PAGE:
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Exercise Reduces Cravings for Marijuana


People who are marijuana (cannabis) dependent could reduce their cravings for pot if they exercise. A new study from Vanderbilt researchers reports that exercise cut pot smoking by more than half in people who did not want treatment to help them quit.

Running on a treadmill cut marijuana smoking

A research team selected eight females and four males (average age, 25 years) whom they identified as being dependent on marijuana. Before the study, each of the participants said they smoked on average nearly six joints per day (range, 1.8 to 10.9). The investigators developed an individualized exercise program for each subject that allowed them to achieve 60 to 70 percent of maximum heart rate.

The exercise program involved running on a treadmill for 30 minutes during 10 sessions over a two-week period. Before and after each session, the participants looked at marijuana-use related stimuli and remarked on how much they craved the drug. They also documented their actual marijuana use per day during the study.

After just five exercise sessions, marijuana use among the participants had already declined by more than 50 percent to an average of 2.8 joints daily (range, 0.9 to 5.4), according to co-author Peter Martin, MD, director of the Vanderbilt Addiction Center. During post-study follow-up, marijuana use averaged 4.1 joints per day (range, 1.1 to 9.5).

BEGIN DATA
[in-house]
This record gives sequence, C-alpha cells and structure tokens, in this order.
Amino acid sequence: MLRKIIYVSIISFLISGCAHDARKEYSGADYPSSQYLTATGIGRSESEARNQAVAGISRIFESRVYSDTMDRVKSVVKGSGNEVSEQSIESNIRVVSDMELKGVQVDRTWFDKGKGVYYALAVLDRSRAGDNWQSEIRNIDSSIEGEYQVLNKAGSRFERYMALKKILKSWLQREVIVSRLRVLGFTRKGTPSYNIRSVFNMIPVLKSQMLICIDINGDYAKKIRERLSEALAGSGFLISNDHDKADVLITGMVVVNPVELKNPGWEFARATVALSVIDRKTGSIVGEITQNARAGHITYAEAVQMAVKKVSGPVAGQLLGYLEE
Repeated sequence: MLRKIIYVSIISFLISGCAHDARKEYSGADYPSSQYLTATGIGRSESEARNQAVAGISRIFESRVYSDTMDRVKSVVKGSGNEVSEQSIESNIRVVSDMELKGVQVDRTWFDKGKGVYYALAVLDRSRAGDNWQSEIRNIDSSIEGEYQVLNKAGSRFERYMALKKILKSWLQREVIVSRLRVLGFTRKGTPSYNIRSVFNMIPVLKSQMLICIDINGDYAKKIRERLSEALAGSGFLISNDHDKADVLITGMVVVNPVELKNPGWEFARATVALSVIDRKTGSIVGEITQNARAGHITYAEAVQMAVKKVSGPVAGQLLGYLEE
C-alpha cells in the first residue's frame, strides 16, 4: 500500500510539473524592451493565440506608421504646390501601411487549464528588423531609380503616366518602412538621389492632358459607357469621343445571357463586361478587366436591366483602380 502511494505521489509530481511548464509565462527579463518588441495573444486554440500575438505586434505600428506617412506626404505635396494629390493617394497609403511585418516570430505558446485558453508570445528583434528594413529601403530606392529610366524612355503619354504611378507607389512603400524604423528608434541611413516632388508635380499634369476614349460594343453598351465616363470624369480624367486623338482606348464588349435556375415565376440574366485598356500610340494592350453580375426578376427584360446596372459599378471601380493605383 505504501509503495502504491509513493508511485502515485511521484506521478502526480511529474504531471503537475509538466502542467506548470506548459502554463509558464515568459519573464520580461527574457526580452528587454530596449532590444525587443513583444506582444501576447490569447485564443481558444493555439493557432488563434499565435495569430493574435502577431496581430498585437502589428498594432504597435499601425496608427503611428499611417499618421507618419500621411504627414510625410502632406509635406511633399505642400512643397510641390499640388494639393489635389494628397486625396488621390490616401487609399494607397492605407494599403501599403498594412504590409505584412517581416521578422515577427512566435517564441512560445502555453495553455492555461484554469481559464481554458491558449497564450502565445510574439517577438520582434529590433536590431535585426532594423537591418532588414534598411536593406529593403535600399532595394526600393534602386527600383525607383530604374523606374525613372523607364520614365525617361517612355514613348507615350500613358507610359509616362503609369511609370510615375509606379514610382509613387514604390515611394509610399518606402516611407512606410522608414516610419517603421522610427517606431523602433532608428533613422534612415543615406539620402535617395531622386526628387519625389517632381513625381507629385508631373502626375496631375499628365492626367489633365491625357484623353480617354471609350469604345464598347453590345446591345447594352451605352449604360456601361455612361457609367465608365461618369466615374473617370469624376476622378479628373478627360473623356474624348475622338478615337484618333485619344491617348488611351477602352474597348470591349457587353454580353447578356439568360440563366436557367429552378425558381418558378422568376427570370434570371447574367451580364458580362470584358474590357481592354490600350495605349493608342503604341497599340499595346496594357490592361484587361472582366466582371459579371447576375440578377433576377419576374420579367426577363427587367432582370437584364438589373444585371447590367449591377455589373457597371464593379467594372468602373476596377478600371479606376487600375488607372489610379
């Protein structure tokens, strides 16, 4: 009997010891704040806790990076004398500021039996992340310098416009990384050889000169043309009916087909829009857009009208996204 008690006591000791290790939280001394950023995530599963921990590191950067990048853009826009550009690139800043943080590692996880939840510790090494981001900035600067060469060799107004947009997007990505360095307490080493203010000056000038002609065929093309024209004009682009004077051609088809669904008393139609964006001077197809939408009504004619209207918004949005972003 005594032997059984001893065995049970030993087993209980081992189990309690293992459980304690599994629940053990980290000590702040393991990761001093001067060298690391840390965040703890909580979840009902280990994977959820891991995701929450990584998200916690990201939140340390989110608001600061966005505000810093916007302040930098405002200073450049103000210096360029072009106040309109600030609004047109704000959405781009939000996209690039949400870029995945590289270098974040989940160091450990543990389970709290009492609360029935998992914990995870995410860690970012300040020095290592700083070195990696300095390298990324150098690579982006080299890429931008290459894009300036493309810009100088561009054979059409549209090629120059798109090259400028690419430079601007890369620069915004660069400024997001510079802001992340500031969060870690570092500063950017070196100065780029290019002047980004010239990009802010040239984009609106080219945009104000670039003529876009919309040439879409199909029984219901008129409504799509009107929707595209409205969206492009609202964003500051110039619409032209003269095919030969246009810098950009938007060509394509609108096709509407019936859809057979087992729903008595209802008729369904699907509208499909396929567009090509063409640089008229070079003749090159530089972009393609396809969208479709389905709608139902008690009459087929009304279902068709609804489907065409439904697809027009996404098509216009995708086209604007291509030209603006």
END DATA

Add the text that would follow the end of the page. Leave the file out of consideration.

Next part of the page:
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The National Institute on Drug Abuse reports that 28.5 million Americans age 12 and older had abused marijuana at least once during the year before they were surveyed. Since 1998, admission rates for marijuana dependence have climbed from 7 percent of total addiction treatment admissions to 16 percent by 2009.

Given there are no medications to treat marijuana dependence, the discovery that exercise may reduce cannabis use may prove helpful as part of a treatment program. Martin noted that “this is big considering the magnitude of the cannabis problem in the US.”

Another co-author, Mac Buchowski, PhD, director of the Vanderbilt Energy Balance Laboratory, added that this discovery “becomes a huge issue with medical marijuana now available in some states,” since “what looks like an innocent, recreational habit could become a disease that has to be treated.”

Short-term effects of using marijuana may include difficulty thinking and solving problems, distorted perceptions, euphoria, and impaired memory. Recent research has indicated that smoking marijuana may predispose individuals to development of psychosis.

This was the first study to show that exercise can cut marijuana use among people who say they don’t want to quit. The results of this pilot study suggest a larger, controlled trial is necessary, and that future research should also explore longer exercise programs, marijuana dependent individuals who want to quit, and a more diverse (age, ethnicity) population.

Buchowski MS et al. PLoS One 6(3): e17465. Doi: 10.1371/journal.pone.0017465